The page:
Stability – If you ever feel wobbly and unstable during a kayaking adventure, you’re either in really rough water or in the wrong kind of kayak. Rigid kayaks are made to be stable simply due to their hard hulls. Inflatable kayaks face a challenge in the stability world since they’re only filled with air. However, as inflatable technology has advanced, stability has become less of an issue. Inflatable kayaks are innovating and finding new ways to create a stable kayaking experience for beginners and advanced users alike. This typically comes in the form of rigid, drop-stitch floors, which allow for much higher inflation pressures than standard floors. Stability can also come from aluminum ribs built directly into the kayak’s hull.
Durability – Another consideration that comes to mind when considering how good inflatable kayaks are is their durability. Rigid kayaks can take a beating, especially in rough waters. Since those same durable materials aren’t used in inflatable kayaks, how can they hope to keep up?
Inflatable technology has advanced to the point that materials such as PVC and polyurethane have become about as durable as traditional materials. Since you’ll likely encounter debris while you are kayaking, you’ll want something that can handle getting hit. Most inflatable kayaks are durable enough that you won’t have to worry about punctures while you’re out on the water.
How Safe Are Inflatable Kayaks?
Since inflatable kayaks aren’t built from the same materials as traditional kayaks, many consumers are worried about safety, especially when using the boats in rough waters. This question is especially relevant to customers looking to purchase an inflatable whitewater kayak. Fortunately, these kinds of kayaks are incredibly safe in most kinds of waters. This safety comes from a few different features that most inflatable kayaks offer.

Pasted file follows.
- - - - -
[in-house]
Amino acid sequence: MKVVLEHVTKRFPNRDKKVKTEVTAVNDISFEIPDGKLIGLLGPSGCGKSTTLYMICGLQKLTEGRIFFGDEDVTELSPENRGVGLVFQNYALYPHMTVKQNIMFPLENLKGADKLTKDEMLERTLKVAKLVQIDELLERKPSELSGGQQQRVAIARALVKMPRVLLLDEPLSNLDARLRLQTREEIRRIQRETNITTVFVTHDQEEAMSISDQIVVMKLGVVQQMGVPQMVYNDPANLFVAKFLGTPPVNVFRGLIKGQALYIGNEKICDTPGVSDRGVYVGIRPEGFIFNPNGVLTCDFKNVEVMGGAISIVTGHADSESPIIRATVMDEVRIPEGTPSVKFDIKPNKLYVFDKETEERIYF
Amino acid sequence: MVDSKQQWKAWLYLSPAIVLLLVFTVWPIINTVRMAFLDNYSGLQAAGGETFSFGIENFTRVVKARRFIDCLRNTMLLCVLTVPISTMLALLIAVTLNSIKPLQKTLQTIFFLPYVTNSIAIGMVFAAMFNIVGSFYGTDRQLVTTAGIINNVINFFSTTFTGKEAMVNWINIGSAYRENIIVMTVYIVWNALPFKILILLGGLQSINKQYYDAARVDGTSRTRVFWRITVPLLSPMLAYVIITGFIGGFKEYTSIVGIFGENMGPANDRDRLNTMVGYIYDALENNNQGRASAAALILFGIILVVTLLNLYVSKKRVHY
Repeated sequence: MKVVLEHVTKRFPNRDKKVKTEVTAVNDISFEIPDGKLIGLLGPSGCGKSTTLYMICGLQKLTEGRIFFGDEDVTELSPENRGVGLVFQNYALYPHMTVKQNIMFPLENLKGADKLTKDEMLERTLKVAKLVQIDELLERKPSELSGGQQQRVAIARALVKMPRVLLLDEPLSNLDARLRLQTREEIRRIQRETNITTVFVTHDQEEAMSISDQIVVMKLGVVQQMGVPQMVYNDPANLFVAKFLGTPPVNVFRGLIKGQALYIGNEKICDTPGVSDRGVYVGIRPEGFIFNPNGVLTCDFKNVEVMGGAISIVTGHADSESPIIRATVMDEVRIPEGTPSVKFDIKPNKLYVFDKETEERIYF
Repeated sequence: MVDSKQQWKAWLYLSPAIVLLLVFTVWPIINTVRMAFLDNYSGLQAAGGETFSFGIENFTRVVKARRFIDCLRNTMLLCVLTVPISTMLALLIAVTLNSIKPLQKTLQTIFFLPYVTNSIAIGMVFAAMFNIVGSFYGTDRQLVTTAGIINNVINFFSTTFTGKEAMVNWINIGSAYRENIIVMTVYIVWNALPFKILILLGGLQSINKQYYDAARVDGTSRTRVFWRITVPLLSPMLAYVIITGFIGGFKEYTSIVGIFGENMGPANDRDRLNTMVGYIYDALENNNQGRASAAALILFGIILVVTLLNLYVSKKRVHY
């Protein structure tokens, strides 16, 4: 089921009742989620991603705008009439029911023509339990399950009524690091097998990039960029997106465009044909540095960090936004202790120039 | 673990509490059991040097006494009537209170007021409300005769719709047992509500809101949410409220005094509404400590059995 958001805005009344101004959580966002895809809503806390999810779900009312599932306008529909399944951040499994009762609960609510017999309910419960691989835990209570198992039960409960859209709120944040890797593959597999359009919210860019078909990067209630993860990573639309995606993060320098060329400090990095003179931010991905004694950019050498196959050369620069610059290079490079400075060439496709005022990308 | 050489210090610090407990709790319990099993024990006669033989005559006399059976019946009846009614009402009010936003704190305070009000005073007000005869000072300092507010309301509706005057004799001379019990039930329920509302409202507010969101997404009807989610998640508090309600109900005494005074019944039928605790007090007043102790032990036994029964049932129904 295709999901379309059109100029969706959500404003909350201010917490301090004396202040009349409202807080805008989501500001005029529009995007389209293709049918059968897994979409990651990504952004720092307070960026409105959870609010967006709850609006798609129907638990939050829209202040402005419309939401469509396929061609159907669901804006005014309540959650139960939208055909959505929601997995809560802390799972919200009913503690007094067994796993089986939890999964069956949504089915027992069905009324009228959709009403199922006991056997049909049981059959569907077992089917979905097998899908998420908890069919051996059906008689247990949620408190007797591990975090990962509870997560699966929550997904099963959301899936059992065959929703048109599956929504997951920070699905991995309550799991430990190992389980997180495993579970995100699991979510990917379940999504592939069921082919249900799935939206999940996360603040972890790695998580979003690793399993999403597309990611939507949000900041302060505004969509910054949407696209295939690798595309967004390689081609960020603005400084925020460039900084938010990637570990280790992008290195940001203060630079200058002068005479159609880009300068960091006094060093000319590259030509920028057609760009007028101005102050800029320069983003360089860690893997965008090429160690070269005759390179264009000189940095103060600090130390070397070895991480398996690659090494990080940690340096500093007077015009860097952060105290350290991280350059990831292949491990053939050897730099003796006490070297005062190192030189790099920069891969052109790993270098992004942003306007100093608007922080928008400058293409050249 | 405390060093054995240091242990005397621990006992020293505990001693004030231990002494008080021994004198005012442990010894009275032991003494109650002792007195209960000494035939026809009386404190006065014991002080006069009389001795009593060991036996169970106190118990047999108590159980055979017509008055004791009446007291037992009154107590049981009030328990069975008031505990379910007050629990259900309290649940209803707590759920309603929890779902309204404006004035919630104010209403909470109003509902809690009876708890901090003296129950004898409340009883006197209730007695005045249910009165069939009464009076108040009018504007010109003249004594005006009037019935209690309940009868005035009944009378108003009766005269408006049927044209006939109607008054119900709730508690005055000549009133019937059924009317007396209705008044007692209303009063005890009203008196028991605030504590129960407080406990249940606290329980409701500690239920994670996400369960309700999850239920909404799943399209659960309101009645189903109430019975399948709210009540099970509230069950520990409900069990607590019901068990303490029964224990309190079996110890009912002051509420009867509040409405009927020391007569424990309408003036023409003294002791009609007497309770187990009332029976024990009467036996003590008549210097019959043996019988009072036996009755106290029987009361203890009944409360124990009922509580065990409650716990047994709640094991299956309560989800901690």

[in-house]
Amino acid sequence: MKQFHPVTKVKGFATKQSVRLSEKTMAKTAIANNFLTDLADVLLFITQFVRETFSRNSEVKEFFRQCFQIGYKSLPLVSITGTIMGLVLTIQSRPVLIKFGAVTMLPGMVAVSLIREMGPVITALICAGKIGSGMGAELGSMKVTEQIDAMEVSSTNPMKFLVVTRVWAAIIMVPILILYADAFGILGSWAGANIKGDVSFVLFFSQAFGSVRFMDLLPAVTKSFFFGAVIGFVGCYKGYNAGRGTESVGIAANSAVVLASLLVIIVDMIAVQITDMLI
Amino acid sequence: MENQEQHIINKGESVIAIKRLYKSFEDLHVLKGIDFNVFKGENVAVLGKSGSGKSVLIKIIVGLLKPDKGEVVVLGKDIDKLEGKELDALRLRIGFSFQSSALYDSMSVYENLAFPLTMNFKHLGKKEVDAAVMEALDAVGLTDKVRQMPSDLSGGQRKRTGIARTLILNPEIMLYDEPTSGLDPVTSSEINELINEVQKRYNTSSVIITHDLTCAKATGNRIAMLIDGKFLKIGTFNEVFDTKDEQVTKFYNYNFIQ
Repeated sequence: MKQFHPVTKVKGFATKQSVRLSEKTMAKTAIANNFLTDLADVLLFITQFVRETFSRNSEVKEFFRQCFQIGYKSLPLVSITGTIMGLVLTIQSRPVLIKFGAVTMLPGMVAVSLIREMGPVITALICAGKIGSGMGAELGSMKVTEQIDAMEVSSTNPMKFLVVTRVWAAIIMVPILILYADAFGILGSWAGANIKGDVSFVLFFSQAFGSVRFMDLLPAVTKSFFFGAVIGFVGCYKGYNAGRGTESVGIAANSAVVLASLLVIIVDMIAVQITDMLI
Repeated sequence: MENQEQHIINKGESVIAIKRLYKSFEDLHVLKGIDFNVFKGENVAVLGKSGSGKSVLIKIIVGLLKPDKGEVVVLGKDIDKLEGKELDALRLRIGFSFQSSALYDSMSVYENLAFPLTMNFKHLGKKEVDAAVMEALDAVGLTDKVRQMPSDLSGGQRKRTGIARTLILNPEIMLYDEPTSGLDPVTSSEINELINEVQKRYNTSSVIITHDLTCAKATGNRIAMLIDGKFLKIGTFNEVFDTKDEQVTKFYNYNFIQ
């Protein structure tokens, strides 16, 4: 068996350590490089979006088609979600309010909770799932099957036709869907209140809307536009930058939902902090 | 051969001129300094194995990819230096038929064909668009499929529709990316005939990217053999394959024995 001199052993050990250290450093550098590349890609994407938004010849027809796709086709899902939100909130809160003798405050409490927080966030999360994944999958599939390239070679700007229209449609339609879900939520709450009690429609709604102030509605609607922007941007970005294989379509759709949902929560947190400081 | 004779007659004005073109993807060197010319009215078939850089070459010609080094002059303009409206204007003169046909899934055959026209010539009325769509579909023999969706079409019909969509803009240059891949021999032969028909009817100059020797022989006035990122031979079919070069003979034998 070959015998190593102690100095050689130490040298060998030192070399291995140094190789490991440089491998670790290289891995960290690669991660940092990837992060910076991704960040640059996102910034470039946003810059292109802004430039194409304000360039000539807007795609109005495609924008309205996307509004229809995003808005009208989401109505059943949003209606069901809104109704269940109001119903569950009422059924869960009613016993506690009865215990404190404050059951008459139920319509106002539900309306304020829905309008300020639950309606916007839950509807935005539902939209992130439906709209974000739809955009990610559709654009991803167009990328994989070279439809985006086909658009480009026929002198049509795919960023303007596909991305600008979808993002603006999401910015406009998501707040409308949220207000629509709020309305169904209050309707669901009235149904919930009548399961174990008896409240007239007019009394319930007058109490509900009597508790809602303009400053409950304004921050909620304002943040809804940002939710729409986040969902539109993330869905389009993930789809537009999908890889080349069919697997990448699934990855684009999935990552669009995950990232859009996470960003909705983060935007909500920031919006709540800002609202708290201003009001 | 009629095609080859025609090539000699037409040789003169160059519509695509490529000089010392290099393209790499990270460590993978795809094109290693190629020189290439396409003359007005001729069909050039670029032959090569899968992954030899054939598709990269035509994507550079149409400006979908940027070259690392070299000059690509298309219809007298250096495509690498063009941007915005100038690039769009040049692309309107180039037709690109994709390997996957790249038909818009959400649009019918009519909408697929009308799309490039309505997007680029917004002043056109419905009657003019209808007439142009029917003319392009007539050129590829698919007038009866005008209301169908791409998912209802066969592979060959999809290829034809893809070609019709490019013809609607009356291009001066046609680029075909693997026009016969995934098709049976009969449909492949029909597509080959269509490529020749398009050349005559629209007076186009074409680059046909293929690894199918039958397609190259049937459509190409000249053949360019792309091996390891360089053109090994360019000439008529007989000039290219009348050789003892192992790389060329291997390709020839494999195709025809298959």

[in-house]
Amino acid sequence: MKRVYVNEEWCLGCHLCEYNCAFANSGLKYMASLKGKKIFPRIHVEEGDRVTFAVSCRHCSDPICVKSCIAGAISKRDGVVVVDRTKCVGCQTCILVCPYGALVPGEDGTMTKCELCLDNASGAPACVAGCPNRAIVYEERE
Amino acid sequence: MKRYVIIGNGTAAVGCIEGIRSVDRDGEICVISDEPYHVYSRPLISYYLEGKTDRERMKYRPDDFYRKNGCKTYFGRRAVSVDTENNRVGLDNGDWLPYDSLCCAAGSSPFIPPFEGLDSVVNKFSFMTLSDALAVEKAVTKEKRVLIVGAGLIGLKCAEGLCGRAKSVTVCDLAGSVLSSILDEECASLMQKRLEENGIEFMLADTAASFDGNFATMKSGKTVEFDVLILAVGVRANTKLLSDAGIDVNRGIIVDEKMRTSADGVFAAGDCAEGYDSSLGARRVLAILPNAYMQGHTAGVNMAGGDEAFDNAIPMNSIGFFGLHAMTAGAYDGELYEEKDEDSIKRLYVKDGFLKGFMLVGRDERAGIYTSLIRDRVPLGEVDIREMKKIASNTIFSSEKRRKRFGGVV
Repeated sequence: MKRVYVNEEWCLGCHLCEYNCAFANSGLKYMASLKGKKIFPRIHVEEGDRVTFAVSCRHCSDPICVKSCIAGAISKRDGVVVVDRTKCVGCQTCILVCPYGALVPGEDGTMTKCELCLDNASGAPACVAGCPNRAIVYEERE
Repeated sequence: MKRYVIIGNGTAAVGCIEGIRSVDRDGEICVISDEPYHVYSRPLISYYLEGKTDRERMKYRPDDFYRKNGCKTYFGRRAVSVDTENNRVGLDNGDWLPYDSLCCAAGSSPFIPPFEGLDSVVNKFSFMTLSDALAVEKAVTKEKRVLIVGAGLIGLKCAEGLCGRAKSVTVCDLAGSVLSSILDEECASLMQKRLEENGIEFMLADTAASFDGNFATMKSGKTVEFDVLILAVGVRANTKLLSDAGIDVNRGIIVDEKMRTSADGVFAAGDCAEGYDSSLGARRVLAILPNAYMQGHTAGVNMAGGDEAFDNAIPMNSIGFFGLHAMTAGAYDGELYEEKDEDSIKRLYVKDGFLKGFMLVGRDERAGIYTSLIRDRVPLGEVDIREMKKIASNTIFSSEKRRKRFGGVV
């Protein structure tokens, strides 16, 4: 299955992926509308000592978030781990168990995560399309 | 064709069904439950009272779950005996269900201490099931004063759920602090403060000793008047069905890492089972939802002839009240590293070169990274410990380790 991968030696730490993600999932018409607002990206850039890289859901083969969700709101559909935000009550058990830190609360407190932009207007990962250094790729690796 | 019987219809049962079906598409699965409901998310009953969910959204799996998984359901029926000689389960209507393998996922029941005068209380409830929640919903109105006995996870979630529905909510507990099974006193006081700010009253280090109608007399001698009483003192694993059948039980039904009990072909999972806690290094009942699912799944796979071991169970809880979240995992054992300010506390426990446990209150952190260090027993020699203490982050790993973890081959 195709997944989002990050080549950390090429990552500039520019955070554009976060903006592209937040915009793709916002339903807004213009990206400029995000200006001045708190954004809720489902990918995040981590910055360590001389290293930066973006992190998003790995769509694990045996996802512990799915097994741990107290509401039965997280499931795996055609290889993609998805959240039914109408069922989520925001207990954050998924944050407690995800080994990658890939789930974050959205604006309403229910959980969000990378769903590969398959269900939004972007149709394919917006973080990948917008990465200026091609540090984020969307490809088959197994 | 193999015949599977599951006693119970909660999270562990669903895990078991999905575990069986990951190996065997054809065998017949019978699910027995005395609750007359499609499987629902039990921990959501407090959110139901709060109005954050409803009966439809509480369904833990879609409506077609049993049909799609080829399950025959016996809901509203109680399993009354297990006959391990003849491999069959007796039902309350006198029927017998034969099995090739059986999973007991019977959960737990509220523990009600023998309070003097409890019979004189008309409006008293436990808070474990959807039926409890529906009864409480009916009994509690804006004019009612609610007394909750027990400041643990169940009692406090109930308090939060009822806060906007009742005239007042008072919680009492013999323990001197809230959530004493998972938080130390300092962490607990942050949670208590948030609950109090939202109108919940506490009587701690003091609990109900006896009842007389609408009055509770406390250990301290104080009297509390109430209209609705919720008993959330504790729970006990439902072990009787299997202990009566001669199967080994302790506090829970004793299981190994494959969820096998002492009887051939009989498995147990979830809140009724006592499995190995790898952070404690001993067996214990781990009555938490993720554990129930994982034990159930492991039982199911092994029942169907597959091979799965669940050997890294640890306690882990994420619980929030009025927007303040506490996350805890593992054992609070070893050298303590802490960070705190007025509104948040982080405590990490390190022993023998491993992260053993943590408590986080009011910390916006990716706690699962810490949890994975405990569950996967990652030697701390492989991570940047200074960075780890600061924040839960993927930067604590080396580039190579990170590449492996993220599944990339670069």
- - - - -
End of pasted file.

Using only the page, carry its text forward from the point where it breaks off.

First, many people worry that if they do experience a puncture while out on the water, the whole kayak is compromised. To prevent this, most inflatable kayaks feature two or three different inflation chambers. When one chamber is compromised, the others are still full of air and will keep the kayak afloat.
Next, remember that most inflatable kayaks are built from materials like those used in military and commercial applications. If the Navy can trust their soldiers in inflatable boats, you can trust your recreational kayak to keep you safe, as well. As long as you have properly inflated the kayak to the appropriate pressure, it will be just as safe as a traditional rigid kayak.[/ft_toggle]
How to Inflate a Kayak?
Setup for traditional kayaks is as easy as putting the kayak in the water and going. Inflatable kayaks need a little more time to setup before getting started in the water, mainly, they need to be inflated first. So, exactly how do you inflate one of these kayaks?
The overall process is relatively simple. Most kayaks have several different chambers that need to be inflated before the kayak is ready to go. As such, you’ll need to inflate each one of those chambers separately, using the built-in valves. Simply connect the pump to the valves and get pumping. Some pumps are foot pumps that you step on, while others are powered and don’t need any other effort besides flipping a switch.
The deflation process is also just as simple. Open the valves, let the air out and then store the kayak in its carrying bag. Of course, you’ll also need to dry it before storing it so you don’t encourage mold to grow while the kayak is put away.[/ft_toggle]